Are You The Weakest Link? Plan Your Career Strategy Before You Take The "Walk Of Shame"

by Kathy Sweeney, NCRW, CPRW, CEIC, CCM

Is your company downsizing? Have the recent unethical business practices in corporate America had an affect on your company? Statistics have proven that when other businesses are in trouble, the stock market tumbles, corporations panic, and layoff's occur. For this reason alone, you need to have your career "mapped out", just in case you become a victim.

There are many questions you should ask yourself in this situation. First, how prepared are you if you lose your job tomorrow? Is your resume and cover letter updated with your current position? Do you have other contacts in your specific industry or related industries? If you could not work in the industry where you are employed now, what skills do you have that are transferable?

Financially, how stable are you? Do you have at least 6 months of salary in the bank in case you are downsized? Losing a job can be devastating financially if you are not prepared. If you do not have any savings, starting now can help to ease the burden. Ten percent of your salary should be put directly into a savings account, to make the unemployment transition not as overwhelming.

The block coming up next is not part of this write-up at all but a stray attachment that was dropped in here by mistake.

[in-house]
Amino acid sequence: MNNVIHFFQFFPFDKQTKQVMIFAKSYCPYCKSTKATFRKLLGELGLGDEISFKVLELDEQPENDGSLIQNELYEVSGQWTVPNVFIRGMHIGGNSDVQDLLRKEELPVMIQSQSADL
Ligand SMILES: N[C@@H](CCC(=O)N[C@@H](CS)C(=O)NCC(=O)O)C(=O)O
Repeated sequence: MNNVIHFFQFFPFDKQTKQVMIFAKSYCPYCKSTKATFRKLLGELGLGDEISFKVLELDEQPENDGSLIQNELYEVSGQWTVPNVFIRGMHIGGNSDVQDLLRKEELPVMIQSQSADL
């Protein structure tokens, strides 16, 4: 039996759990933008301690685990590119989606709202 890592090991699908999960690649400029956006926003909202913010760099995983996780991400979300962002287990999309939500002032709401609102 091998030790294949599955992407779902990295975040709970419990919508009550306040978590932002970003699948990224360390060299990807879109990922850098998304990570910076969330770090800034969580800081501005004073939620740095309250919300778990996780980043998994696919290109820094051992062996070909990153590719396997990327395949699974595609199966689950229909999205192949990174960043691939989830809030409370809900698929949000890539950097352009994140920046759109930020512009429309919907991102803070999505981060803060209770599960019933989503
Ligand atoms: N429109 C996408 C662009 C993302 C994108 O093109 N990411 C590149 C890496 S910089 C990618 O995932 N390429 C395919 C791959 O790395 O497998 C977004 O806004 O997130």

The first step in planning your career path is to ascertain if you are working in the industry you love. If not, now may be a great time to make a change.

Not sure what you would like to do? I suggest taking career assessments or talking with a career consulting specialist to find out how valuable you are in today's marketplace. You may have talents in specific areas that you have not recognized.

A specialist in the career services industry can also assist you in determining if you need additional education or certifications which would be beneficial to keeping your current job or finding a new one.

Further, depending on your earning capacity or if you work in an industry that has been adversely affected, you may find that there are Federal programs that can help make the transition cost effective. Student loans and Federal Student Aid (Pell Grants, which do not have to be paid back) are two such sources.

There are also specific job training programs, such as the Workforce Investment Act of the U.S. Department of Labor Employment and Training Administration (formerly the Job Training Partnership Act), which helps individuals who have been displaced in specific industries.

After 9/11, many industries were affected, but most importantly, the aviation industry. Thousands of workers were laid off and the government picked up the tab for job retraining for these individuals.

Once you have determined your specific goal, found the funds to make it happen, then the focus becomes making a timeline by which you will make these changes happen. Determine which employment skills are necessary to be a player in your industry. Then, go out and get those certifications.

Get the most important certifications first and then work backwards to the least important. If you are not certain which certifications are important, talk to others in your industry, read trade publications, join professional associations and participate in their local meetings, visit your local university, or talk to a career counselor.